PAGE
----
By Bernard Wainaina
CEO,Profarms Consultants®

It is almost always easy to do the hard work of setting up your agribusiness,and then hand over the marketing part to a third party so that you can concentrate on the day to day running of your business.

But watch out. You may be risking all your investment by handing over the most important aspect of your business to an outsider who will antagonise your prospective customers.

As a consultant with a full plate, I once outsourced the marketing of some of my programmes.

I was sold on the idea because I was not required to pay any upfront fees: It was
purely on success commissions.

I handed over all the required marketing material and also had product knowledge training sessions over several days for my marketers.

The results were disappointing.

The marketing firm went out of its way to compete with my products using many of the
contacts that I had given them as business leads.

The same company was freelancing its services to many other customers and hence could not maintain progressive focus on expected

I knew that things were not right when the key man kept avoiding scheduled meetings and all-together stopped e-mail communication.

My plans were now in disarray and I needed to do something drastic.

So I played the fool and never contacted my supposed marketer.

I went door to door on my own and got a pleasant surprise.

Consultancy services such as training and strategy are best sold by the principal and not an intermediary.

Everywhere I went, I got a warm welcome and in some instances, I was able to customise some of my offerings instantly at the client’s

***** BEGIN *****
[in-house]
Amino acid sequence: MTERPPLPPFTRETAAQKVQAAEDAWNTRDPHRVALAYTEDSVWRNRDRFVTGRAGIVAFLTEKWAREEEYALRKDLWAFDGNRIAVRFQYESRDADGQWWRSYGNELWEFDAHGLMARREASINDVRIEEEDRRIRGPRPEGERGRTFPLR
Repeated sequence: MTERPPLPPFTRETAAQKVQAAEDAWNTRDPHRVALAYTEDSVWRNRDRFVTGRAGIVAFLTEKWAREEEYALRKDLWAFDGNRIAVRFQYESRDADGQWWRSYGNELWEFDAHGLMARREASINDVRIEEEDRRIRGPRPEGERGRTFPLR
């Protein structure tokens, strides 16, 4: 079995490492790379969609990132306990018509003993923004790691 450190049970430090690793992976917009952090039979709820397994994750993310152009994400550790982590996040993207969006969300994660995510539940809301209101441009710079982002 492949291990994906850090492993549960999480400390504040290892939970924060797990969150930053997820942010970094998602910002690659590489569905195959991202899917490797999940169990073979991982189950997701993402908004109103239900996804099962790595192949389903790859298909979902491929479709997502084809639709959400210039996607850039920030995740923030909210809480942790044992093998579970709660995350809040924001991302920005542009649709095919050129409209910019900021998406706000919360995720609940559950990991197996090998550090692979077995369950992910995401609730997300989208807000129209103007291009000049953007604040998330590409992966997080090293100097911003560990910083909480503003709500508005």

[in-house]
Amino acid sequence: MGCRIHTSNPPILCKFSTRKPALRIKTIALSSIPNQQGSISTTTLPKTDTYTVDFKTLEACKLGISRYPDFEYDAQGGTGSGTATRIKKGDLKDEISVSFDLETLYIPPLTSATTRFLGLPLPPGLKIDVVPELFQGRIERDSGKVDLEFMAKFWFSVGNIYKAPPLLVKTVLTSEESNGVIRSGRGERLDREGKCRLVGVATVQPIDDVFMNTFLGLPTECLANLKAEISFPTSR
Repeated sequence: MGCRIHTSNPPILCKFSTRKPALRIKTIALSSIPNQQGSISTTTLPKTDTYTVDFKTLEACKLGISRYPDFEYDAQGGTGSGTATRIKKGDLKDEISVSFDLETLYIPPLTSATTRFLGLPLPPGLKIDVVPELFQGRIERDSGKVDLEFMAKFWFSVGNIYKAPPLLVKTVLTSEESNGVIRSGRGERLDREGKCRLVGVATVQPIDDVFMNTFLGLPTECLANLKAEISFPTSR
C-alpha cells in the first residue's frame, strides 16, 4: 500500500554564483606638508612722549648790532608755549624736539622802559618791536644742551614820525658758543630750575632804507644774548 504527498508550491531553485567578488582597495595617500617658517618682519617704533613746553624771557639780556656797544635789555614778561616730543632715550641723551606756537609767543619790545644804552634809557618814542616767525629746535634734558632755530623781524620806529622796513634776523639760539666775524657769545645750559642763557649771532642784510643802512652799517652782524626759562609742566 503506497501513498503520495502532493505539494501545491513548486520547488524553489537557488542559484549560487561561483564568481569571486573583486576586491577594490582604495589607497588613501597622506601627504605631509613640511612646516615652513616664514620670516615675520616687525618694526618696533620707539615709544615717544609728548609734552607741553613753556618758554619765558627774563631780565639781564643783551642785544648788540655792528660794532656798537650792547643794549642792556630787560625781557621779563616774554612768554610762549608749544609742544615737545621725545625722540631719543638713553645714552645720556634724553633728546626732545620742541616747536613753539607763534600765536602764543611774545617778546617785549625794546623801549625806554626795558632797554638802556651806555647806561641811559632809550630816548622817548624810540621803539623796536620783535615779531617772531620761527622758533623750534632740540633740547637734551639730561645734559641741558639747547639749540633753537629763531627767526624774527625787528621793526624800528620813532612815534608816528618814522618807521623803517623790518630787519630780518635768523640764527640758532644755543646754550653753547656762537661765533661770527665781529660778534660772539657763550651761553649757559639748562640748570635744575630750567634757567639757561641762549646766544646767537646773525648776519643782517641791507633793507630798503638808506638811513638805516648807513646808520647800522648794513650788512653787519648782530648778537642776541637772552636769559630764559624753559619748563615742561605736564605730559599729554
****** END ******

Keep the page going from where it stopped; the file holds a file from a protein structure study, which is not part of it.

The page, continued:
When you set out to do business while still employed, there is this temptation to outsource the marketing of your product or services to third parties.

This happens mostly so as to disguises your activities from your employer’s roving eyes.

However, marketing companies can make or break you.

Producer-driven I now call this type of Owner marketing producer-driven.

The intermediary-dependent one, I call non-producer driven.

The results are divergent.

The former lets you understand your market first hand while the latter denies you the same

An in-house sales force is better than an outsourced one any time.

The newspaper and bread distribution models heavily rely on commissioned networks that only augment the main company’s efforts to reach customers.

In both cases, the products will be transported by their own distribution staff to locations convenient for the local intermediaries to effectively reach desired markets.

So, in this case the newspaper and bread companies keep a high level of control.

Many marketing companies prefer less supervision but at their own peril.

To be fair to firms that market services on behalf of others, there is a sifting process that one can use to ensure that quality is experienced.

First, be absolutely sure that engaging a marketing outfit is a value-add to your business from a time, money and energy perspective.

Second, never be the guinea pig.

Do not enlist the services of a greenhorn that has no references for you to enquire from
about their services.

You have passed the stage of experiments.

Before anything happens, sign a contract that protects both parties while stating everyone’s obligations.

Your lawyer comes in handy and what you pay him is far less than what you may lose in the absence of an agreement.

Ensure that your service provider has a fixed abode, for it is difficult to keep up with briefcase traders.

Tie your agreement around productivity benchmarks so that ambiguities on performance are eliminated.

It is preferable to have a firm that specialises in specific sectors so that the freelance concept is eliminated.

Specialisation also ensures that you benefit from their sectoral knowledge and hence get faster results.

East Africa is quickly becoming an economic hotbed for people fleeing winter economies and with this, come all manner of “consultants” that we must be wary of.

“The African Story as told by Africans”.©African News Digest®